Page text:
Book Review: Gift Guide 2015: Fiction by Austin Authors
A well-researched and swiftly paced historical novel for grown-up girls who dreamed of being knights
Reviewed by Rosalind Faires, Fri., Dec. 11, 2015
There are girls who are traveling home to visit their families this holiday, who find themselves staying in their old rooms, looking at their childhood books, and can't help but thumb through some of their favorites. The horse girls will gaze at worn and well-loved copies of Black Beauty and Misty of Chincoteague. The amateur sleuths will revisit Nancy Drew and Harriet the Spy. But the ones who begged to go to the Renaissance faire, who rewrote portions of Eragon and Lord of the Rings so the girls had better parts – the adventure-sword-and-dragon girls – they'll be wistfully revisiting Tamora Pierce's books and remembering how good it felt to be their own knights in shining armor.
Gwendolyn's Sword is Austin author E.A. Haltom's gift to Protector of the Small fans all grown up. A spectacularly well-researched and swiftly paced historical novel (with just the most tantalizing hint of magic) follows the titular Gwendolyn, a 22-year-old woman managing her husband's estate as he fights in the Crusades alongside Richard the Lionhearted. Land grabbing and rebellions foment in the king's absence, thanks to his resentful younger brother, John (known best from his role as villain in the tales of Robin Hood), and when Gwendolyn discovers that she is a distant descendant of the legendary King Arthur and supposedly the heir apparent to his sword Caliburn (better known today as Excalibur), she rises to the occasion and takes up the mantle of hero and political player.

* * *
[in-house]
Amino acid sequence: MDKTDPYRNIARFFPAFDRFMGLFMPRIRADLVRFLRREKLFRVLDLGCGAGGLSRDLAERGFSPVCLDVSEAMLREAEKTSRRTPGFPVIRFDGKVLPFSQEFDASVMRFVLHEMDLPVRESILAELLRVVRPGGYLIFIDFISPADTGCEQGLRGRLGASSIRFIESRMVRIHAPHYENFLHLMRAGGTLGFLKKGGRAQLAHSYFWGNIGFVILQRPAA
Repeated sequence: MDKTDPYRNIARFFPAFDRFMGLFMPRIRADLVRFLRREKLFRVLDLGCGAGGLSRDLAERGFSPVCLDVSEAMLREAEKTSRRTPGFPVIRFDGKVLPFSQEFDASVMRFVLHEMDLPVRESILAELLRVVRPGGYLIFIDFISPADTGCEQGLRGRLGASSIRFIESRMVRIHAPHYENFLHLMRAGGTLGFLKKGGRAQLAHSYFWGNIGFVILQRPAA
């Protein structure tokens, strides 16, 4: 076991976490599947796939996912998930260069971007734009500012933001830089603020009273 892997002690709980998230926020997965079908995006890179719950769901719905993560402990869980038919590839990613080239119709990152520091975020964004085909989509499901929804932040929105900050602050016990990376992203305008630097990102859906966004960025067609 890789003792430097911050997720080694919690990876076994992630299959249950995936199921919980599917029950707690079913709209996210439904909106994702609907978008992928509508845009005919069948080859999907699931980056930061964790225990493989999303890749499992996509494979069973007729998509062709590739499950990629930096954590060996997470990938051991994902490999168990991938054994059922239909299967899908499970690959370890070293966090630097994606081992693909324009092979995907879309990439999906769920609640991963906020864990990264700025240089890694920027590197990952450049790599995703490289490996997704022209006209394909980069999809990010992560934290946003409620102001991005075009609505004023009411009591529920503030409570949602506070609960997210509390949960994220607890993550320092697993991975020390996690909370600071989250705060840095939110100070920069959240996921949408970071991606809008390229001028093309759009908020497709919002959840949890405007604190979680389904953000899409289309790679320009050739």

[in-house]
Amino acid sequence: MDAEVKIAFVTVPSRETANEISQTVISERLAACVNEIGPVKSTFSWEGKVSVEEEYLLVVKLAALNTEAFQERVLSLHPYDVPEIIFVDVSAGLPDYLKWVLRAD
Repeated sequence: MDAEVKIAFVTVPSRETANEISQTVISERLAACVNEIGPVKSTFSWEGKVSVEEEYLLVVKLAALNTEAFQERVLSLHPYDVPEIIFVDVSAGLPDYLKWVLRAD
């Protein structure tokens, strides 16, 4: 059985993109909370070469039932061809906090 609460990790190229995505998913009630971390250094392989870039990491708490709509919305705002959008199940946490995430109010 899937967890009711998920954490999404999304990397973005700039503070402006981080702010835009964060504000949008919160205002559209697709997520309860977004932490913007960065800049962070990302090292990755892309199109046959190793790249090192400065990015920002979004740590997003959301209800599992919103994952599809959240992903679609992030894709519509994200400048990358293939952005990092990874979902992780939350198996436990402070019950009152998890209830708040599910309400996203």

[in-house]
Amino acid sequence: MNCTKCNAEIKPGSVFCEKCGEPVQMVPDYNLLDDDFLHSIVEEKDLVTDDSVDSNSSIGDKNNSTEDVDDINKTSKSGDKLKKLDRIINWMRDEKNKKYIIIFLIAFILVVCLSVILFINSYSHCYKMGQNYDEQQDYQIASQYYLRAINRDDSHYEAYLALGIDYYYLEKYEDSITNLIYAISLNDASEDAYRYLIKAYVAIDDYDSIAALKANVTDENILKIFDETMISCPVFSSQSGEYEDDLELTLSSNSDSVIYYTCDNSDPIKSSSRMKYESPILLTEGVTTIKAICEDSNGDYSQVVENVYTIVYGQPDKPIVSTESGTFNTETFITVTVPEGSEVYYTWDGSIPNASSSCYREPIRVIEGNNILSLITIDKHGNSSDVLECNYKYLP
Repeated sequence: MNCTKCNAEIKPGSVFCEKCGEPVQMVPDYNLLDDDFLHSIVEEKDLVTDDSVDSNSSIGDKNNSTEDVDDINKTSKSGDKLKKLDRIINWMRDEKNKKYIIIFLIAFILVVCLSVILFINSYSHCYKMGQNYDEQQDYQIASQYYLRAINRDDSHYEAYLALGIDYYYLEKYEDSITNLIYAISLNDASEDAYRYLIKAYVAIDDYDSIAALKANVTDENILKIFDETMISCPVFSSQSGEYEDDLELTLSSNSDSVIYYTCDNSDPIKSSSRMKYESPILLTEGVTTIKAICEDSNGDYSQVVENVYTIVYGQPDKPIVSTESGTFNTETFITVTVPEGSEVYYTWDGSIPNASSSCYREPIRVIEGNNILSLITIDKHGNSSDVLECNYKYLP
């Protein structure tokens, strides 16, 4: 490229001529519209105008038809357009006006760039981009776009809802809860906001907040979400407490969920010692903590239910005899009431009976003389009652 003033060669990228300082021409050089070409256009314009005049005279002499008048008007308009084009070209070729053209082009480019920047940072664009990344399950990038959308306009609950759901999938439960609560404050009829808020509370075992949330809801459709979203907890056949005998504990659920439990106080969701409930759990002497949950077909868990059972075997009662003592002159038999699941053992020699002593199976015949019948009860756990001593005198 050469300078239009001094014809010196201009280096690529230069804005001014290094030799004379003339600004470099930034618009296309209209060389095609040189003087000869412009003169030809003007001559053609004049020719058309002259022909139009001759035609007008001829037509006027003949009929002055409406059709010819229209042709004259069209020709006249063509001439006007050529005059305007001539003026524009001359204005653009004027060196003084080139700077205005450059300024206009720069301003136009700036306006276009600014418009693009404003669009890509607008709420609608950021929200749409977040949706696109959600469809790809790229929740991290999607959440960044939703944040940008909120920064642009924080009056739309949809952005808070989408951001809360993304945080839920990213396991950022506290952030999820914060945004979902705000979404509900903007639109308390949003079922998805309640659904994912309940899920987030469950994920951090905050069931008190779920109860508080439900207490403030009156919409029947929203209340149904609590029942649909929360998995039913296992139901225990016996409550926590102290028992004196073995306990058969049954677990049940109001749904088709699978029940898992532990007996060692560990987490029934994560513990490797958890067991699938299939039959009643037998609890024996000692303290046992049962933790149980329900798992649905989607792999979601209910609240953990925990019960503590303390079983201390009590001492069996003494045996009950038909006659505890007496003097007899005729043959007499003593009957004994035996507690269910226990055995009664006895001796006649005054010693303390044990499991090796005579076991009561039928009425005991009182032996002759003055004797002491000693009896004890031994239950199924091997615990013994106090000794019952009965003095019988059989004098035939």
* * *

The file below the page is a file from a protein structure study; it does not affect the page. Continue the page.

Gwendolyn's Sword can't help but be fun by virtue of its genre alone, but its rich details and understated feminism are what distinguish it. Of course, a great part of writing about historical times is presenting the ugly realities of its ideology, and in 1193, as today, there was plenty of misogyny to go around. But Haltom doesn't allow Gwendolyn (and for that matter, Eleanor of Aquitaine, who appears throughout) to be crushed by it, and in the meantime allows space for fruitful female relationships, frank realism about womanhood (never have I been so surprised and delighted to have menstruation discussed in a book), and the creation of a heroine who deserves as many ballads as Arthur, Richard, or Robin Hood. One can hope for a sequel.
Gwendolyn's Swordby E.A. Haltom
Wisdom House Books, 343 pp., $13.99